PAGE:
No list of the greatest quarterbacks of all time would be complete without Terry Bradshaw. Now known as the long-time co-host of Fox NFL Sunday, he once led his Pittsburgh Steelers to four Super Bowl wins. Bradshaw earned two Super Bowl MVP awards and many other accolades in his Hall of Fame career.
What most football fans don’t know, however, is that Bradshaw nearly dropped out of the NFL without winning a championship. In 1974, the then-26-year-old hit his low point, facing rumors that he might leave the NFL for the newly founded World Football league. Let’s look back at that crucial turning point in Bradshaw’s career.
Early years in the NFL
The Steelers drafted Bradshaw with the No. 1 pick in the 1970 NFL Draft. After sharing lead quarterback duties with Terry Hanratty in his rookie season, Bradshaw took over as a full-time starter in his second year. His play in those early seasons was erratic, at best. He completed 54.5% of his passes in 1971, only to see that number drop to 47.7% the following season.
Bradshaw also threw a troubling number of interceptions, racking up 73 in his first four seasons. At the same time, the QB showed flashes of greatness. Perhaps the best example came in the AFC Divisional playoffs against the Oakland Raiders, when Bradshaw threw the now-legendary Immaculate Reception pass to Franco Harris.
Terry Bradshaw nearly leaves the NFL
Bradshaw’s low point came in the 1974 season, his fifth year in the league. At that point, despite remaining a promising talent, Bradshaw still hadn’t achieved any notable breakthroughs as a player. Meanwhile, he had gone through a lot of personal turmoil recently, including a divorce from his first wife Melissa Babish, a former Miss Teenage America.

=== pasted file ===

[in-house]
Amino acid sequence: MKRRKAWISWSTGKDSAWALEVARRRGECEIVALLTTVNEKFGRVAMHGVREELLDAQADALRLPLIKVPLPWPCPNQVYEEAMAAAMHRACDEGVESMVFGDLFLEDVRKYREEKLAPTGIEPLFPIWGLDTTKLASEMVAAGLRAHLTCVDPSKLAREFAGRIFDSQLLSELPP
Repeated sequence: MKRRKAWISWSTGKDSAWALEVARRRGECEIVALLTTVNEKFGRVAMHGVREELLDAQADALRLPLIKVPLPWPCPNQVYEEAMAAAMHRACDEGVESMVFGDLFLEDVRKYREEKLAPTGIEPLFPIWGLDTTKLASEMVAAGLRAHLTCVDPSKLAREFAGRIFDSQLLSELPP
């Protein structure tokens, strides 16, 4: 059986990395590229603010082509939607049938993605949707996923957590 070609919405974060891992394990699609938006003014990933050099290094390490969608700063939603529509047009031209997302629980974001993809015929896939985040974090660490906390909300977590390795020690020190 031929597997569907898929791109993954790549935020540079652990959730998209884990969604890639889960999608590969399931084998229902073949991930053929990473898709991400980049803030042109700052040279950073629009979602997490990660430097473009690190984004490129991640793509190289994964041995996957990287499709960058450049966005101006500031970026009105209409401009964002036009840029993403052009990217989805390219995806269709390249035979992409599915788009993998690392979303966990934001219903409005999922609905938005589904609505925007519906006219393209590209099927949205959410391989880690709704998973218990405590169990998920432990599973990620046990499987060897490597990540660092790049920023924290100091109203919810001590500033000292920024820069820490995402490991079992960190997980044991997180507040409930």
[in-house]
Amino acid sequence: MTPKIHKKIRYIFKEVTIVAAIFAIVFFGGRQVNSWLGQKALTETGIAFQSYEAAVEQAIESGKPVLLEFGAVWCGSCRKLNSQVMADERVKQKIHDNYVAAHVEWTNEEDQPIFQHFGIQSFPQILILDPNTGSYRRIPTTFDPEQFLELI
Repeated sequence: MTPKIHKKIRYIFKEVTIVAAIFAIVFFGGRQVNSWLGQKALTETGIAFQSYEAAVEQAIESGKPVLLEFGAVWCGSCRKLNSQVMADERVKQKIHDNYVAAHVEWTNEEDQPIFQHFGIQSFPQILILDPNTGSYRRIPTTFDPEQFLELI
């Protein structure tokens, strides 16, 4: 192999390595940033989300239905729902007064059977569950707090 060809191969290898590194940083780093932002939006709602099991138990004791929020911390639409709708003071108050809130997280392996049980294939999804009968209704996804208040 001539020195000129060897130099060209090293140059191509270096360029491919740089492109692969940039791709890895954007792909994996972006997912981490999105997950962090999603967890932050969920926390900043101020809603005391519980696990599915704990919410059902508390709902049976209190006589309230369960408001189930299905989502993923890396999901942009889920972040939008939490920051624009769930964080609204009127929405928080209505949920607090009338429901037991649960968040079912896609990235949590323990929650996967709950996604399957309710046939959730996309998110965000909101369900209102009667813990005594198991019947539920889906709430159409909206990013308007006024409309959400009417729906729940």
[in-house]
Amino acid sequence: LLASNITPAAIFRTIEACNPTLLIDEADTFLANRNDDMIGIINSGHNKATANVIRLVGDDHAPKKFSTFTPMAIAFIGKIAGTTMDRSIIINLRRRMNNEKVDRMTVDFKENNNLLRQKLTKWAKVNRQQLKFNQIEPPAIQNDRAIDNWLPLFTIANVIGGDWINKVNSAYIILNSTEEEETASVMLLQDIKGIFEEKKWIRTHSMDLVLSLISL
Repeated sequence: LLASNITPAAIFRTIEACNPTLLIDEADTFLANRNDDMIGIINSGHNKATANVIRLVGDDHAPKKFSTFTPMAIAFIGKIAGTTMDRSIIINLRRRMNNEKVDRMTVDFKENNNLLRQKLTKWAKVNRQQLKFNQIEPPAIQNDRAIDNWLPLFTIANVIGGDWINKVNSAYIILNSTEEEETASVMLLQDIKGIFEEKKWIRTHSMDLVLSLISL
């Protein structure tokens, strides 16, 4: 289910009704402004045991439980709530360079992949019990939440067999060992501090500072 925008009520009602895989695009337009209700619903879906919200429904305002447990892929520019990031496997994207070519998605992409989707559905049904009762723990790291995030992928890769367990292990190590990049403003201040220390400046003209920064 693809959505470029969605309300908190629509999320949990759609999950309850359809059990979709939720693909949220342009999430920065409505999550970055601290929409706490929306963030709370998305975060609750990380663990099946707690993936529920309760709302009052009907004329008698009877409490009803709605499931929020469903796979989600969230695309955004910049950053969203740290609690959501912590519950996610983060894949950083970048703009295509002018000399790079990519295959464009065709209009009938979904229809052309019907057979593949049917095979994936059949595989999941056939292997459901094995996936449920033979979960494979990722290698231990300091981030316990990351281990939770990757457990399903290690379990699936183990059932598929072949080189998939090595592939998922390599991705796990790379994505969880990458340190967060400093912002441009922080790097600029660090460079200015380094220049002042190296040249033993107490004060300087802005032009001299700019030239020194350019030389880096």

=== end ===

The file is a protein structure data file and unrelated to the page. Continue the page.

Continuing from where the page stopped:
Around that time, Bradshaw also experienced some unsettling physical deterioration — at least on a superficial level. For one thing, he’d lost a number of teeth thanks to rough hits. He was also starting to go bald, despite being just 26. All of those factors seemed to take a toll on Bradshaw’s play.
Bradshaw sat on the bench for the first six games of the season, replaced as the quarterback by Joe Gilliam. Bradshaw had simply been too inconsistent for coach Chuck Noll to fully trust. Rumors began to circulate that Bradshaw was considering leaving the league to try out the ultimately short-lived World Football League.
Bradshaw bounces back in a big way
Bradshaw didn’t end up leaving the NFL or the Steelers. Noll ended up giving Bradshaw back his job as the starting quarterback. More importantly, Bradshaw was finally ceded a more significant level of control over the Steelers’ offense. On paper, Bradshaw’s performance for the rest of the season isn’t that impressive: he completed just 45.3% of his passes and threw only seven touchdowns.
More importantly, however, Bradshaw led the Steelers to a 6-2 conclusion to the season. But he stepped up his performance in a big way during the 1974 postseason. Bradshaw’s touchdown pass to Lynn Swann in the fourth quarter of the AFC Championship Game ensured the Steelers a place in that year’s Super Bowl. The Steelers captured the title after beating the Minnesota Vikings in a hard-fought 16-6 game.
Winning that championship proved a turning point for Bradshaw, whose play improved significantly in following seasons. Ultimately, he led the Steelers to seven more AFC Championships and three more Super Bowl victories. By the time his career came to an end after the 1983 season, Bradshaw had established himself as one of the greatest all-time Steelers and one of the winningest quarterbacks ever to play the game.